A couple of years ago my company bought the software package QuarkXpress from someone at eBay. Recently we tried to upgrade that version to the most current one, but Quark declined the upgrade saying the version was already upgraded. This upgraded version is registered to the person who sold us our old version, which is a clear violation of Quark’s licensing policy. But even though this person – who is known to Quark – is using a pirated copy Quark still declares this as not being their problem…
So it’s up to us – or more precisely to me – to try and resolve that issue so that we can upgrade the package. So I browsed my old email archives (glad I still had them) and finally found two mails between the vendor and myself. Unfortunately there was no address and not even a name, but I had the eBay auction number.
Next I tried to access that auction within eBay, but since it was older than 90 days it wasn’t there anymore. However I still found the rating and by this I could access the vendor’s profile. He’s still active in eBay. Since I intended to write a (snail mail) letter to him, I needed his name and address. So I set out to contact eBay regarding that issue.
Have you ever tried to contact eBay?
First attempt: footer navigation, imprint or contact address. Nothing!
Second attempt: “My eBay”, contact link or contact form. Nada!
Third attempt: Help center, contact form. Hooray, it’s there! Oh… category selection. None really fits. Ah… this form might do it. It requires the auction number. Duh! It rejects my 3 year old number. Well, I randomly selected one from the current auctions to make it submit.
Once I got the email-CC of my request I thought that I’d only had to wait for an answer. Ha-ha!
The answer came half a day later and said that they could see no association between me and the auction in question. Well, of course there was none since I randomly picked an auction to make the form submit! But the REAL auction number was inside the text. I politely pointed out this fact and repeated my question. The answer came the next day, saying basically ‘Who are you and why are you emailing us?‘.
Er….Pardon? So I repeated the whole issue, gave auction numbers, mentioned account names and again asked for the name and address of the vendor. The answer came half a day later, saying again basically that they don’t know who I am. It turned out that the email address registered with eBay was an internal mailing list inside my company along the lines of ebay@… – never meant to SEND email, only to receive it. My own emails were sent under my regular account – so there was an address mismatch. And some eBay policy somewhere says that in this case – even if correct names and passwords are quoted – no information may be disclosed. Not that there was a unique tracking code attached to each email, and the initial email originated from eBay’s own form center.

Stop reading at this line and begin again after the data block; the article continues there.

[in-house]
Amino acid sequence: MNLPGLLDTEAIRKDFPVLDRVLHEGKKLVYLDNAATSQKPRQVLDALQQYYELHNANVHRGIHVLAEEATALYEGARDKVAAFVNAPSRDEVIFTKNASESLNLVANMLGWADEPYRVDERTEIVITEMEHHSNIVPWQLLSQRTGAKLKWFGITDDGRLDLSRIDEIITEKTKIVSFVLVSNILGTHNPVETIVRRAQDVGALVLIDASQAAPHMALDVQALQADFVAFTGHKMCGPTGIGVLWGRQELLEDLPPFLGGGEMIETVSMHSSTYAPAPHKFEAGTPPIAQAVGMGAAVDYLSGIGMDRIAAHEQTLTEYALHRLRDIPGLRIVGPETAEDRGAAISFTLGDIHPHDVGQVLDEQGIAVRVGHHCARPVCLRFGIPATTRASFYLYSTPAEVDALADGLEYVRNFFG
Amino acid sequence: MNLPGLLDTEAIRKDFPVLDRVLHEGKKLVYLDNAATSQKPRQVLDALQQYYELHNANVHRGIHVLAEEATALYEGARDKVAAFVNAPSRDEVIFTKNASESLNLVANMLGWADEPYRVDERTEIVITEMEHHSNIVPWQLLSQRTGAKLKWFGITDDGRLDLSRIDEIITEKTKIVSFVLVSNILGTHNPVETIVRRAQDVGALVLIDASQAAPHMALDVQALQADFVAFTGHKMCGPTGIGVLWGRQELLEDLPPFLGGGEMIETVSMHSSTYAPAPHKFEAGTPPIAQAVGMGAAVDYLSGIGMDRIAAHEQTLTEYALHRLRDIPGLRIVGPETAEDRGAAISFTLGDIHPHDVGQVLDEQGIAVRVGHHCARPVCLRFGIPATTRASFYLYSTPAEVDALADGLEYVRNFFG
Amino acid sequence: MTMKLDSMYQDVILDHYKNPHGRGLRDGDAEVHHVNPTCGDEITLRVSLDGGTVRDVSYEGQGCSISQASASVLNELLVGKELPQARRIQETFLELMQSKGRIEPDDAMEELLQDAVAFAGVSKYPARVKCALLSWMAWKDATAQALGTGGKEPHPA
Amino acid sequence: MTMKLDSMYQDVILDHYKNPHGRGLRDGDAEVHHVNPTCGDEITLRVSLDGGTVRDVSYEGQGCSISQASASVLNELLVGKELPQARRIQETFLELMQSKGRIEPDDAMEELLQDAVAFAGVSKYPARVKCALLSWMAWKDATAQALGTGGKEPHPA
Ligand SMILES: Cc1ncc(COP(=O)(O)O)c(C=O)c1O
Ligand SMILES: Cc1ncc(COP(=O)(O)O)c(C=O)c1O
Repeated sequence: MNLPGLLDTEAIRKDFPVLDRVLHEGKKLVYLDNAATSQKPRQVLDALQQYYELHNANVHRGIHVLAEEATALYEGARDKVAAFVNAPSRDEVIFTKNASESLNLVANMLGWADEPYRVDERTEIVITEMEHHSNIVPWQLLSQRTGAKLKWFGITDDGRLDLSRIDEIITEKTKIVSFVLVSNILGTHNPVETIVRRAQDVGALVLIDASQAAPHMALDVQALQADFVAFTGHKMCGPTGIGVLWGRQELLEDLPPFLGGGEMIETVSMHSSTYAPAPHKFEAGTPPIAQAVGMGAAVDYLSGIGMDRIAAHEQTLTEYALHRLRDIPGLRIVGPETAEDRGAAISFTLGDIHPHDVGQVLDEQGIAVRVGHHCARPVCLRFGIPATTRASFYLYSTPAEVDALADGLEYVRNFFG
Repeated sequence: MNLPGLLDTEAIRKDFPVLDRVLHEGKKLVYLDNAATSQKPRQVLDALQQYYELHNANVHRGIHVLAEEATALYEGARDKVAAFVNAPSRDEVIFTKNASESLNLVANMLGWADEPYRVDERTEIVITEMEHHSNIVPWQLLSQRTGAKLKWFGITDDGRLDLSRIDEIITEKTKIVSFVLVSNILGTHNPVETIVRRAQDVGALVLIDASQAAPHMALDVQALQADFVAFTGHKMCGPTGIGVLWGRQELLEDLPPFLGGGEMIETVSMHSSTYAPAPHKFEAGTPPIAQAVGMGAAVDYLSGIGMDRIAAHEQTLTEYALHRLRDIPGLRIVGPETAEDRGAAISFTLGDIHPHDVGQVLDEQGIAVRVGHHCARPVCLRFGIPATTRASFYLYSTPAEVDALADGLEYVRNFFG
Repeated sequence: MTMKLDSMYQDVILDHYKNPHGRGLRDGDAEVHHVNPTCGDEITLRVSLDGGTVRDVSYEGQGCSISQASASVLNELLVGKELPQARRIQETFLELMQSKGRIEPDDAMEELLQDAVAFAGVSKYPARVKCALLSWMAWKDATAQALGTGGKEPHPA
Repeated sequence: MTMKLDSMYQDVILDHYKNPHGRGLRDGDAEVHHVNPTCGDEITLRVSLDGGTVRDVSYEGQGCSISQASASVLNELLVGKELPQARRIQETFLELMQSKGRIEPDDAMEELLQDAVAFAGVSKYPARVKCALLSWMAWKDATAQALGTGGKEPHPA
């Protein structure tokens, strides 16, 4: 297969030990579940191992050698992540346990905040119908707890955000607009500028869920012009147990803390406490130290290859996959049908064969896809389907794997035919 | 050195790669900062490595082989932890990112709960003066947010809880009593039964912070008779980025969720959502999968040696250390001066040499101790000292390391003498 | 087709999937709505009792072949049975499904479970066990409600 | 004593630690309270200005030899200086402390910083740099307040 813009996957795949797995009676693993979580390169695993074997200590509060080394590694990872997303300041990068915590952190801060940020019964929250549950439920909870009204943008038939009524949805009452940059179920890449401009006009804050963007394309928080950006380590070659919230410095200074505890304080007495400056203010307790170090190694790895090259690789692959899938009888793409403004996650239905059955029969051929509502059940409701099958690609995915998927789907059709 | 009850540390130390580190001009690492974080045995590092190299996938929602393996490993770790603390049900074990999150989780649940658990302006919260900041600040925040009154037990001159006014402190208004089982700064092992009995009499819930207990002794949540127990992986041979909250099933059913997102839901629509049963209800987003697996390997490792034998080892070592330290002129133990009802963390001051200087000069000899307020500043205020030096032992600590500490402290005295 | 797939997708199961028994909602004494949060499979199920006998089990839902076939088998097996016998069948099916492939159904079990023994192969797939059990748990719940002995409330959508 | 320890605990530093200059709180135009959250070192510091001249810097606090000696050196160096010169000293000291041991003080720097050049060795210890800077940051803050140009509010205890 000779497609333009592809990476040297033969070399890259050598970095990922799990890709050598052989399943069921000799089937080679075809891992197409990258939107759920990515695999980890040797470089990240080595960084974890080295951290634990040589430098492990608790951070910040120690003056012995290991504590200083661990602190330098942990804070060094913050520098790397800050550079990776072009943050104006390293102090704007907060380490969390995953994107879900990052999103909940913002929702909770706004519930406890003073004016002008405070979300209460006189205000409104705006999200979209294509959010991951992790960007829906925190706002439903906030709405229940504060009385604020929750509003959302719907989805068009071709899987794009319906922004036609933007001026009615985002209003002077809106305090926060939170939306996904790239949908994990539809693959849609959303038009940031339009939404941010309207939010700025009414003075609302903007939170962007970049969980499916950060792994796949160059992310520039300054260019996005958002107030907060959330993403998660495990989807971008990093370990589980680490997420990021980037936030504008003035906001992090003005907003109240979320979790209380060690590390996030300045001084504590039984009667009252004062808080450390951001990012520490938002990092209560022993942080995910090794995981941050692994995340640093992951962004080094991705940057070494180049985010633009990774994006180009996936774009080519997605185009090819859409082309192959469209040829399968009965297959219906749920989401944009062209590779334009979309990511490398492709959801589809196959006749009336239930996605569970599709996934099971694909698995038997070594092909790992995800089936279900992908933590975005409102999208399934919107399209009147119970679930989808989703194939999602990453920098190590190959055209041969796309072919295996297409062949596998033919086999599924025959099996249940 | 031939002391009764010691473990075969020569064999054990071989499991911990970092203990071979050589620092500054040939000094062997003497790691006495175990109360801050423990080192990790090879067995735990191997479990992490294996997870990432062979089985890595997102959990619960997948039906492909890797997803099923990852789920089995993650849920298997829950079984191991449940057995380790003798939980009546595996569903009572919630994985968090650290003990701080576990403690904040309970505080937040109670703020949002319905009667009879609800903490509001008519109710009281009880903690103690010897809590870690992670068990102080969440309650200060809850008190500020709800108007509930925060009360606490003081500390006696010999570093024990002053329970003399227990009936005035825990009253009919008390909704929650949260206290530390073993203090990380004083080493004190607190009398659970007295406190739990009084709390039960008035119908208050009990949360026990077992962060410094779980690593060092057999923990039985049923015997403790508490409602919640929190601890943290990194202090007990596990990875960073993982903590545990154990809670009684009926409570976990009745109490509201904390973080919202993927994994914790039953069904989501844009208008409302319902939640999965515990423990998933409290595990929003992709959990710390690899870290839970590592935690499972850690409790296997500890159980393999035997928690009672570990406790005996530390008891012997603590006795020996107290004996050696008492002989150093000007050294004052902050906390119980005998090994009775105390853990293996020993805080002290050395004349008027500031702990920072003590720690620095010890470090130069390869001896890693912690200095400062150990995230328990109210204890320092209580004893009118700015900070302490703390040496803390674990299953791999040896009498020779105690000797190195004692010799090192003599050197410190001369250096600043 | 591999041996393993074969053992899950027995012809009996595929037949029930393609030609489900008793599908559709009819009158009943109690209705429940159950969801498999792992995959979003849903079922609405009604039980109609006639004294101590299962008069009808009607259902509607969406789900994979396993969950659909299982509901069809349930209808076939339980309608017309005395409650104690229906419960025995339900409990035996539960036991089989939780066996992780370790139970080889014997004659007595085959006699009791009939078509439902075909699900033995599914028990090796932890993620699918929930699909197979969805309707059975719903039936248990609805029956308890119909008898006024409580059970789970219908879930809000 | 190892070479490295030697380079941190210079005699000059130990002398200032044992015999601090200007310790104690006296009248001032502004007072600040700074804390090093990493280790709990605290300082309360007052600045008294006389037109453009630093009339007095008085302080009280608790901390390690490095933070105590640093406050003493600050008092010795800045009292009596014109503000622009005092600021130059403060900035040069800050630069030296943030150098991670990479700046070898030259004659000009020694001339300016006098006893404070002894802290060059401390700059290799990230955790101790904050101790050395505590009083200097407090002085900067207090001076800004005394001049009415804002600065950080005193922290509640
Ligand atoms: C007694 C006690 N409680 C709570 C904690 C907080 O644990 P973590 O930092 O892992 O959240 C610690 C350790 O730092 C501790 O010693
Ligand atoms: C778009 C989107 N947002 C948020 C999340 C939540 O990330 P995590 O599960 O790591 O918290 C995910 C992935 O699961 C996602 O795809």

It took me a couple of more and more irritated emails to find out about this policy. One of the customer reps (I got a new one upon each mail exchange – despite the tracking ID) hinted that I could of course change the eBay mail address in the “My eBay” area. Which I did.
So, finally, I made everything right, and finally I was eligible to ask the question I intended to ask all along: name and address of the vendor! I shivered with anticipation as I hit Enter…
… only to get the answer half a day later that they couldn’t find the auction because it’s older than 90 days, and that I “should contact them earlier the next time!”. The question for the vendors name and address was studiously avoided.
The vendor in question is listed as an eBay PowerSeller. He’s still selling similar software packages and he is posting a sales tax identification number alongside with his auctions – not easy to find – but present as required by national law. It cost us 10 € for a database query to get the name and company address associated with that ID number. Tomorrow’s mail will deliver our letter to him. We’ll see what happens.